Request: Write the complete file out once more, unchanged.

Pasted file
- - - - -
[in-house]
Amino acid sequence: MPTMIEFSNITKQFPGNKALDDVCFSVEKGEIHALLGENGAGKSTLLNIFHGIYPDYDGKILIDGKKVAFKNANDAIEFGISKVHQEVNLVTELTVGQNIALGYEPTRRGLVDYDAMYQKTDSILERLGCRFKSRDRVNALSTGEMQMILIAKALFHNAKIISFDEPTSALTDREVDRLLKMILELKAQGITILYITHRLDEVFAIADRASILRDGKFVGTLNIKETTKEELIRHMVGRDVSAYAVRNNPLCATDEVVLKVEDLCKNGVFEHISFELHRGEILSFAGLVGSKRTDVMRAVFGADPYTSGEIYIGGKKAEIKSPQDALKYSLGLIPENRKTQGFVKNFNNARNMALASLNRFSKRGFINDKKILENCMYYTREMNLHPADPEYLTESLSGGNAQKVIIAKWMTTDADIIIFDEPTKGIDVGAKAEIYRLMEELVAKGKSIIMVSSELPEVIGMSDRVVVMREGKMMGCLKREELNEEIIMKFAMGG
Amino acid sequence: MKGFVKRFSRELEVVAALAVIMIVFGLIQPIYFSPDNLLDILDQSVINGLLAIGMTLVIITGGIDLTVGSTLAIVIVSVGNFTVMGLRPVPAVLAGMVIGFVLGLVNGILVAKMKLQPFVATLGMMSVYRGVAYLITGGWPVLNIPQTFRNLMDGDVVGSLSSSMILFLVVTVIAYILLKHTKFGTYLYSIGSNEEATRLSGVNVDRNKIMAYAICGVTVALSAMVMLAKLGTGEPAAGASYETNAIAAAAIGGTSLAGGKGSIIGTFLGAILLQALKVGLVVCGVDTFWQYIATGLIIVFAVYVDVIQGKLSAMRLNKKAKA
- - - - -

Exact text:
[in-house]
Amino acid sequence: MPTMIEFSNITKQFPGNKALDDVCFSVEKGEIHALLGENGAGKSTLLNIFHGIYPDYDGKILIDGKKVAFKNANDAIEFGISKVHQEVNLVTELTVGQNIALGYEPTRRGLVDYDAMYQKTDSILERLGCRFKSRDRVNALSTGEMQMILIAKALFHNAKIISFDEPTSALTDREVDRLLKMILELKAQGITILYITHRLDEVFAIADRASILRDGKFVGTLNIKETTKEELIRHMVGRDVSAYAVRNNPLCATDEVVLKVEDLCKNGVFEHISFELHRGEILSFAGLVGSKRTDVMRAVFGADPYTSGEIYIGGKKAEIKSPQDALKYSLGLIPENRKTQGFVKNFNNARNMALASLNRFSKRGFINDKKILENCMYYTREMNLHPADPEYLTESLSGGNAQKVIIAKWMTTDADIIIFDEPTKGIDVGAKAEIYRLMEELVAKGKSIIMVSSELPEVIGMSDRVVVMREGKMMGCLKREELNEEIIMKFAMGG
Amino acid sequence: MKGFVKRFSRELEVVAALAVIMIVFGLIQPIYFSPDNLLDILDQSVINGLLAIGMTLVIITGGIDLTVGSTLAIVIVSVGNFTVMGLRPVPAVLAGMVIGFVLGLVNGILVAKMKLQPFVATLGMMSVYRGVAYLITGGWPVLNIPQTFRNLMDGDVVGSLSSSMILFLVVTVIAYILLKHTKFGTYLYSIGSNEEATRLSGVNVDRNKIMAYAICGVTVALSAMVMLAKLGTGEPAAGASYETNAIAAAAIGGTSLAGGKGSIIGTFLGAILLQALKVGLVVCGVDTFWQYIATGLIIVFAVYVDVIQGKLSAMRLNKKAKA